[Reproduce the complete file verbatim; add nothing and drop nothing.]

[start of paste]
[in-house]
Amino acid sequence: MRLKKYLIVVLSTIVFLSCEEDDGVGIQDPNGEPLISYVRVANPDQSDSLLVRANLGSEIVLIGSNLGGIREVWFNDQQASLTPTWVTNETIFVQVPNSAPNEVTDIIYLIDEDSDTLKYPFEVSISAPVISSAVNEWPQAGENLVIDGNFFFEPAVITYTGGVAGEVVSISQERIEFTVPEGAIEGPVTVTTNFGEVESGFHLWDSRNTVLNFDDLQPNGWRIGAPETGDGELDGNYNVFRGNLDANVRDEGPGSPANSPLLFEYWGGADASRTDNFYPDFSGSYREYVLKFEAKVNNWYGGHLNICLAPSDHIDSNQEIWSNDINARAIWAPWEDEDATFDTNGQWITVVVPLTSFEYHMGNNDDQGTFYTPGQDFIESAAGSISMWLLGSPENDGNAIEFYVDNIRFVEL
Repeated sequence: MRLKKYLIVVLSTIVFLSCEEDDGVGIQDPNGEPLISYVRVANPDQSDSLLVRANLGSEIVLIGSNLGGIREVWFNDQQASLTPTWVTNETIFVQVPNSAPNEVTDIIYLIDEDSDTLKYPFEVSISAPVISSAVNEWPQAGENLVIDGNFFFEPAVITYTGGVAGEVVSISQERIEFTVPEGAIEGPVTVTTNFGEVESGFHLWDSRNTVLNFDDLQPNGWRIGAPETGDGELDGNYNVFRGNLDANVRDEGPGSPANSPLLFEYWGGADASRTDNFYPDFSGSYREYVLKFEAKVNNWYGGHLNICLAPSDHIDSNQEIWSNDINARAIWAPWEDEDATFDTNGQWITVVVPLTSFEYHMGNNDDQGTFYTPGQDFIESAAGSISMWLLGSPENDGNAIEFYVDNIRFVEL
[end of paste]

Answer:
[in-house]
Amino acid sequence: MRLKKYLIVVLSTIVFLSCEEDDGVGIQDPNGEPLISYVRVANPDQSDSLLVRANLGSEIVLIGSNLGGIREVWFNDQQASLTPTWVTNETIFVQVPNSAPNEVTDIIYLIDEDSDTLKYPFEVSISAPVISSAVNEWPQAGENLVIDGNFFFEPAVITYTGGVAGEVVSISQERIEFTVPEGAIEGPVTVTTNFGEVESGFHLWDSRNTVLNFDDLQPNGWRIGAPETGDGELDGNYNVFRGNLDANVRDEGPGSPANSPLLFEYWGGADASRTDNFYPDFSGSYREYVLKFEAKVNNWYGGHLNICLAPSDHIDSNQEIWSNDINARAIWAPWEDEDATFDTNGQWITVVVPLTSFEYHMGNNDDQGTFYTPGQDFIESAAGSISMWLLGSPENDGNAIEFYVDNIRFVEL
Repeated sequence: MRLKKYLIVVLSTIVFLSCEEDDGVGIQDPNGEPLISYVRVANPDQSDSLLVRANLGSEIVLIGSNLGGIREVWFNDQQASLTPTWVTNETIFVQVPNSAPNEVTDIIYLIDEDSDTLKYPFEVSISAPVISSAVNEWPQAGENLVIDGNFFFEPAVITYTGGVAGEVVSISQERIEFTVPEGAIEGPVTVTTNFGEVESGFHLWDSRNTVLNFDDLQPNGWRIGAPETGDGELDGNYNVFRGNLDANVRDEGPGSPANSPLLFEYWGGADASRTDNFYPDFSGSYREYVLKFEAKVNNWYGGHLNICLAPSDHIDSNQEIWSNDINARAIWAPWEDEDATFDTNGQWITVVVPLTSFEYHMGNNDDQGTFYTPGQDFIESAAGSISMWLLGSPENDGNAIEFYVDNIRFVEL